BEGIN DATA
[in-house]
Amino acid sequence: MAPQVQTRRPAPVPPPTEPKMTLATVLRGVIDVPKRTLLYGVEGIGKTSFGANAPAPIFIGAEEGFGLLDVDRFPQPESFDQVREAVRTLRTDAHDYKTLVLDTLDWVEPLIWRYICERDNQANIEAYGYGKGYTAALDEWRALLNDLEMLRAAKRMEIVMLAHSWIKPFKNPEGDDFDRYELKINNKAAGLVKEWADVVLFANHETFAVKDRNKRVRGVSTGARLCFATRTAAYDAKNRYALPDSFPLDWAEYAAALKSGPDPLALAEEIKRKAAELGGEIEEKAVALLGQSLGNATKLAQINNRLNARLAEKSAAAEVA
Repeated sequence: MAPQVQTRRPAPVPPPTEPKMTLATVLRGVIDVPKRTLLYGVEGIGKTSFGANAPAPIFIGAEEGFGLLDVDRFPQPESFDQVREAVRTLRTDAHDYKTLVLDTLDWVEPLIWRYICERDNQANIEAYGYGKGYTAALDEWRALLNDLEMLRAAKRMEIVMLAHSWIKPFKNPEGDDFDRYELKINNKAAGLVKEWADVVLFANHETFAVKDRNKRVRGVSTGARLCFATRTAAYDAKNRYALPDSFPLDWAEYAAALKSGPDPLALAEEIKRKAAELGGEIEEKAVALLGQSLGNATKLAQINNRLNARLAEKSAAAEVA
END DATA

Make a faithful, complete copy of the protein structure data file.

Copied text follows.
[in-house]
Amino acid sequence: MAPQVQTRRPAPVPPPTEPKMTLATVLRGVIDVPKRTLLYGVEGIGKTSFGANAPAPIFIGAEEGFGLLDVDRFPQPESFDQVREAVRTLRTDAHDYKTLVLDTLDWVEPLIWRYICERDNQANIEAYGYGKGYTAALDEWRALLNDLEMLRAAKRMEIVMLAHSWIKPFKNPEGDDFDRYELKINNKAAGLVKEWADVVLFANHETFAVKDRNKRVRGVSTGARLCFATRTAAYDAKNRYALPDSFPLDWAEYAAALKSGPDPLALAEEIKRKAAELGGEIEEKAVALLGQSLGNATKLAQINNRLNARLAEKSAAAEVA
Repeated sequence: MAPQVQTRRPAPVPPPTEPKMTLATVLRGVIDVPKRTLLYGVEGIGKTSFGANAPAPIFIGAEEGFGLLDVDRFPQPESFDQVREAVRTLRTDAHDYKTLVLDTLDWVEPLIWRYICERDNQANIEAYGYGKGYTAALDEWRALLNDLEMLRAAKRMEIVMLAHSWIKPFKNPEGDDFDRYELKINNKAAGLVKEWADVVLFANHETFAVKDRNKRVRGVSTGARLCFATRTAAYDAKNRYALPDSFPLDWAEYAAALKSGPDPLALAEEIKRKAAELGGEIEEKAVALLGQSLGNATKLAQINNRLNARLAEKSAAAEVA